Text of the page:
We can fix this
By Senator Elizabeth Warren, Massachusetts
Here’s an understatement: Our politics can be polarizing.
But everywhere I’ve gone in this country, from Massachusetts to Ohio to Oklahoma to California, there’s one thing I have never heard someone disagree with:
Every single vote should matter.
Right now, it doesn’t.
That’s the hard truth, thanks to discriminatory voter ID laws, early voting restrictions, disenfranchisement of felons, and — here’s a big one — partisan gerrymandering.
Gerrymandering is at the heart of so many of our problems.
It’s why people feel like their vote doesn’t always count. It’s why politicians feel like they don’t have to be accountable to their constituents.
And it’s why sometimes our elections don’t really reflect the will of our voters.
It’s time for those days to end. I’m standing up with OFA, former Attorney General Eric Holder’s national redistricting team, and other organizations across the country who are demanding fairer districts — and you should, too.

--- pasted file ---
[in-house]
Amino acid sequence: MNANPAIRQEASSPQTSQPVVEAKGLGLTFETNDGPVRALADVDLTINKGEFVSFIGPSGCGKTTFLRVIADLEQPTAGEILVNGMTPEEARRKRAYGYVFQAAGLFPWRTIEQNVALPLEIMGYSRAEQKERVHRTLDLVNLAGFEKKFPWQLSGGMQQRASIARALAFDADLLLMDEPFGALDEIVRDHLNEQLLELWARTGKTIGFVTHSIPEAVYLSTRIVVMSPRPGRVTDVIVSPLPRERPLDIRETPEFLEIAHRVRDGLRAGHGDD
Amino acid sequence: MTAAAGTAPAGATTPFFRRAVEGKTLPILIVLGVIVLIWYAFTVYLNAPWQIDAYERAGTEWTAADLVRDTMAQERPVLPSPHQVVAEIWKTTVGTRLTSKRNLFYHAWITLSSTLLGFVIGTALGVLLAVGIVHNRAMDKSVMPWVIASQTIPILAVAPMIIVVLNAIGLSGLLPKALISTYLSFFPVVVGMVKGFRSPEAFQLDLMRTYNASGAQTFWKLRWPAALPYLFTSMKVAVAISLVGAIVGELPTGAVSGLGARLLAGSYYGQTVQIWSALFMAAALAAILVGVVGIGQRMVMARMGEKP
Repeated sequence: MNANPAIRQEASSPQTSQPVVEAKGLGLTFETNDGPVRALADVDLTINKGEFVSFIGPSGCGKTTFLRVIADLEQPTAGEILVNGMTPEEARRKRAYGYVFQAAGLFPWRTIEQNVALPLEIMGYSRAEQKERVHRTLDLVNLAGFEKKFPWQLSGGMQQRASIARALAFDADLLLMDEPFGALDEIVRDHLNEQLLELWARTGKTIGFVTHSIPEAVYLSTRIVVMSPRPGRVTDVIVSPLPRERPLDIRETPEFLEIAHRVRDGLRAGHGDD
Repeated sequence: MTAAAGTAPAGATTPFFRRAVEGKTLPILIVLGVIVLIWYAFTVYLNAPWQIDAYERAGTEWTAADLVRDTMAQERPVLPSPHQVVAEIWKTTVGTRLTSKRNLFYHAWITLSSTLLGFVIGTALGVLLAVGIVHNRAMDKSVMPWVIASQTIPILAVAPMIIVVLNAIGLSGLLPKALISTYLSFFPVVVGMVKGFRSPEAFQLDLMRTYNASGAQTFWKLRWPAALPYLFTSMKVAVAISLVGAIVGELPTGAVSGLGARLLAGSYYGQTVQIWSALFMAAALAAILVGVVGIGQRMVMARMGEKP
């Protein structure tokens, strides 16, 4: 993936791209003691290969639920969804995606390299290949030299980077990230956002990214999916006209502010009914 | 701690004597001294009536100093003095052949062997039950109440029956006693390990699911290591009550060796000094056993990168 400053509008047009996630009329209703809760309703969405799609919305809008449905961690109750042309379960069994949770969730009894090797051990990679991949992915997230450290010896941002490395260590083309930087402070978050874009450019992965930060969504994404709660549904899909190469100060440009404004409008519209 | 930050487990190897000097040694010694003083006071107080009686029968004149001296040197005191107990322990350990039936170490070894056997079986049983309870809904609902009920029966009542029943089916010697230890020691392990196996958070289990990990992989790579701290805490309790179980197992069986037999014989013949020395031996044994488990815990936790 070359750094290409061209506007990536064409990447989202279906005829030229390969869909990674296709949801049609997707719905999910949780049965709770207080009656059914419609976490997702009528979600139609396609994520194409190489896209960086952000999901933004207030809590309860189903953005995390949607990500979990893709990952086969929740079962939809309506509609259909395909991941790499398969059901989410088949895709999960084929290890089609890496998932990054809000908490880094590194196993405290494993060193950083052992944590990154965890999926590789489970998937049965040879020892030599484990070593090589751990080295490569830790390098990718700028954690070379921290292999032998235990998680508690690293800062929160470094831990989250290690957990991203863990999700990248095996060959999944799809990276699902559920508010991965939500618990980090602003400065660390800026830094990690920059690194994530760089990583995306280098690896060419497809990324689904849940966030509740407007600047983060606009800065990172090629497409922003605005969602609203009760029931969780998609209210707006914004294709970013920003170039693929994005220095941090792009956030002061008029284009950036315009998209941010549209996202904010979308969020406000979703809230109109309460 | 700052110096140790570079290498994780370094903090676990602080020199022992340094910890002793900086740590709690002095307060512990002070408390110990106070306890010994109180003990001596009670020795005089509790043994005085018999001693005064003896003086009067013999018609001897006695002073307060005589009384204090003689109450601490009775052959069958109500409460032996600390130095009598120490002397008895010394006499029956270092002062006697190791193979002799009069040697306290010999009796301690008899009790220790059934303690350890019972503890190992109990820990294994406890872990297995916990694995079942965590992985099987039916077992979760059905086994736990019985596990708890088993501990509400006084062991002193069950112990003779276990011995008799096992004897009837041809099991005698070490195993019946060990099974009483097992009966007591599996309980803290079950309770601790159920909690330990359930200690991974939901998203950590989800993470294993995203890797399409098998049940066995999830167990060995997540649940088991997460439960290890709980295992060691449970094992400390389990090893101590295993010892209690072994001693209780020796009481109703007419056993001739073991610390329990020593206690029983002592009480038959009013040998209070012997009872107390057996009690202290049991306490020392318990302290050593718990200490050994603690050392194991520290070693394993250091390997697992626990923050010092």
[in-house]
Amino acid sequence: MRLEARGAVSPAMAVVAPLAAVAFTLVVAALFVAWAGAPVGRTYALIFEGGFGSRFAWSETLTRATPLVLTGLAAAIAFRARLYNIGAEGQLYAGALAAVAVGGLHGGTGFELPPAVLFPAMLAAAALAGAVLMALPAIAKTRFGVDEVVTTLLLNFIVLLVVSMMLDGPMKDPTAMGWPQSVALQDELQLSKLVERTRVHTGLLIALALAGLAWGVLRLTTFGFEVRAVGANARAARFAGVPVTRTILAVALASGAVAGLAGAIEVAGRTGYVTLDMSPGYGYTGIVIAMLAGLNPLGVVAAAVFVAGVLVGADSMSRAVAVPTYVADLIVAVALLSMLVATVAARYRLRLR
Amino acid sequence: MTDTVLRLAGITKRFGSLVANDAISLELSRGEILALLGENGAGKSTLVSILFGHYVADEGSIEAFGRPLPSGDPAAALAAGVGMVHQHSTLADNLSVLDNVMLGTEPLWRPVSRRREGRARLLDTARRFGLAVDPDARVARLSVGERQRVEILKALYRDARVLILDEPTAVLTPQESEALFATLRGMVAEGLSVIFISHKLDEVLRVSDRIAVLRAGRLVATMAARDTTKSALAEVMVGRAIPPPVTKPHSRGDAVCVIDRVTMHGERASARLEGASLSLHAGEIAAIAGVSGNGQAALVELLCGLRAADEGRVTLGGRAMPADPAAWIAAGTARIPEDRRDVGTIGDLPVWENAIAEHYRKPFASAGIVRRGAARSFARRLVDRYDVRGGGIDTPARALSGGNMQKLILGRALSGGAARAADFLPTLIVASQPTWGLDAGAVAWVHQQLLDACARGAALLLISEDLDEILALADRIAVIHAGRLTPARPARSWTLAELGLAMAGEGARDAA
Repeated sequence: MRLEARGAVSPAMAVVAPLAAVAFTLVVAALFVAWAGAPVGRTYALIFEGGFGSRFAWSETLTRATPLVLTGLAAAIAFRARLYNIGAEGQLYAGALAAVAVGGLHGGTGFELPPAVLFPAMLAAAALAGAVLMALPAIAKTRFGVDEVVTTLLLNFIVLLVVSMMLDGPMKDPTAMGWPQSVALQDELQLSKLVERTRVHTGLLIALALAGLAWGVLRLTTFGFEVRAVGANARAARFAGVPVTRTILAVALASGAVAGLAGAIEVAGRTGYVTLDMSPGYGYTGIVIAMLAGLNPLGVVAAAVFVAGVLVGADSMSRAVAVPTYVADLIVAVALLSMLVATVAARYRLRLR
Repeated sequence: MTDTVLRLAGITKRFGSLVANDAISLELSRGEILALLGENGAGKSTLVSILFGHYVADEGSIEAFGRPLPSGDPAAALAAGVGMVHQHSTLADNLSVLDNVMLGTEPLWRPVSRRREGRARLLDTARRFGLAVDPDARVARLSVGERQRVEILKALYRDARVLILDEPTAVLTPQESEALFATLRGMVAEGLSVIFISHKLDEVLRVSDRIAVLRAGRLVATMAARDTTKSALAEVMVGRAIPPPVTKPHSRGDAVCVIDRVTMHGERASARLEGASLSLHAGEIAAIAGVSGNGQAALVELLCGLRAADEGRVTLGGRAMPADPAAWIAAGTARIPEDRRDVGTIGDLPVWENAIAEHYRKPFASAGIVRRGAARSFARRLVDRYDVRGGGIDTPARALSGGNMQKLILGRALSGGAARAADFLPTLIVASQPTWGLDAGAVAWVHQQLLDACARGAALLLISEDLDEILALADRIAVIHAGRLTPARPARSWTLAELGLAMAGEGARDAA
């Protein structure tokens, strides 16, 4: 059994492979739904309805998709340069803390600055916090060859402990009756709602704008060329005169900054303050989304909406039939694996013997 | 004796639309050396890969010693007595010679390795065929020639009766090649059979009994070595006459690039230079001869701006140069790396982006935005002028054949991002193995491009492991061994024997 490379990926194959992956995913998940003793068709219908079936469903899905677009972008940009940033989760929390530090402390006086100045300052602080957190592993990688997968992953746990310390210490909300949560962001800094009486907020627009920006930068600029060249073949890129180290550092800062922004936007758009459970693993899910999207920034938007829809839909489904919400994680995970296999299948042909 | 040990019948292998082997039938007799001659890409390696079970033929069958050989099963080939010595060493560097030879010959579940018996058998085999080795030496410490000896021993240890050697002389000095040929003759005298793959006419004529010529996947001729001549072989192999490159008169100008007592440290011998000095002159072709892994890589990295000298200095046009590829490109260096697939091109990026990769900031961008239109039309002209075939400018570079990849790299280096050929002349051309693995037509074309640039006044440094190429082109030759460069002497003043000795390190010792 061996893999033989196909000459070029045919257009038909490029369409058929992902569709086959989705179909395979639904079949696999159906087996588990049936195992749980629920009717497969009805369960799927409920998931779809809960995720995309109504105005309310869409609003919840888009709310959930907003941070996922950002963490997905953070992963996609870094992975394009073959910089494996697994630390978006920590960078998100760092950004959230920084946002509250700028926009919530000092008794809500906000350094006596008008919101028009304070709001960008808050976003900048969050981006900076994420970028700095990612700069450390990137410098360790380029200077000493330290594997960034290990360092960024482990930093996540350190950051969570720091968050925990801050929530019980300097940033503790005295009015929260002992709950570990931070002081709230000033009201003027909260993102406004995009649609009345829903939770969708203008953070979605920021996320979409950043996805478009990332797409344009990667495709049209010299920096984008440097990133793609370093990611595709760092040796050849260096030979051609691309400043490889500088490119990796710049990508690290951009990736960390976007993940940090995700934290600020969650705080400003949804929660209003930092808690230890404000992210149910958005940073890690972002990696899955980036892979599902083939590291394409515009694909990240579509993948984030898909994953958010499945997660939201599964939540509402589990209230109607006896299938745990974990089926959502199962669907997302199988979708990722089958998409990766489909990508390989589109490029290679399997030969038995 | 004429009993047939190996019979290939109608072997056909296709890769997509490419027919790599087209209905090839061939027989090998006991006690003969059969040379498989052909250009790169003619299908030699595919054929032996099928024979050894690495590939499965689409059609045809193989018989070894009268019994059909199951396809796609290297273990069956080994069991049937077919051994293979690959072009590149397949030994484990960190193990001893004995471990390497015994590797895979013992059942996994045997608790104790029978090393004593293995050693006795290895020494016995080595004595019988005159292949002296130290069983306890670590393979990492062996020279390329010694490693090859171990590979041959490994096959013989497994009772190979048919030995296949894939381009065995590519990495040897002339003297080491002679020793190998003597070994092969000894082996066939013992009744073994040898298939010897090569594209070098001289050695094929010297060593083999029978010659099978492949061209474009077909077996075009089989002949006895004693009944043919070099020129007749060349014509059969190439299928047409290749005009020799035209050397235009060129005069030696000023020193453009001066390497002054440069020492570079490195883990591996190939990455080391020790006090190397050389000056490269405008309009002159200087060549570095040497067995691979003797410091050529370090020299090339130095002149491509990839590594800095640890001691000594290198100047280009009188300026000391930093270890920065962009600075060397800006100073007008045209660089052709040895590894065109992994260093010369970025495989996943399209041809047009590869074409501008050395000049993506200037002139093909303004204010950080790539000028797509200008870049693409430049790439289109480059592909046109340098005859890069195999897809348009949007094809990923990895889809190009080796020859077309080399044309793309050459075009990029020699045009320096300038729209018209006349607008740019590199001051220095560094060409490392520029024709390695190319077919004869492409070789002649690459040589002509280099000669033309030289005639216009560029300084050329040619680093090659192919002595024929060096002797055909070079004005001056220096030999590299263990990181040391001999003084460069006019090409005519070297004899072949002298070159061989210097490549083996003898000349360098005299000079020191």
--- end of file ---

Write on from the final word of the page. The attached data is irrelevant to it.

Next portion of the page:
This work won’t be easy or glamorous.
It’ll happen in state legislatures and on local ballot initiatives, and in living rooms across the country — as people like you become local leaders, and talk to friends and neighbors about how important this fight is.
But if we pay attention, if we really dig in, we can fix this. We can change our own districts, and then our states, and then our country.
In many places, we already are. Three weeks ago, Ohio voters overwhelmingly voted to end gerrymandering in their state. Meanwhile, judges in Pennsylvania and North Carolina recently confirmed what we already knew: Partisan rigging of districts is unconstitutional.
We know we can keep up the progress — and we have great leaders like President Obama, Eric Holder, Nancy Pelosi, and Terry McAuliffe taking the lead on this. But we’ll need every progressive voice we have if we’re going to win.
No matter what state you live in, I promise you: There’s something you can do to help. Get trained. Talk to a friend. Take up a ballot initiative. Volunteer remotely.
Sen. Elizabeth Warren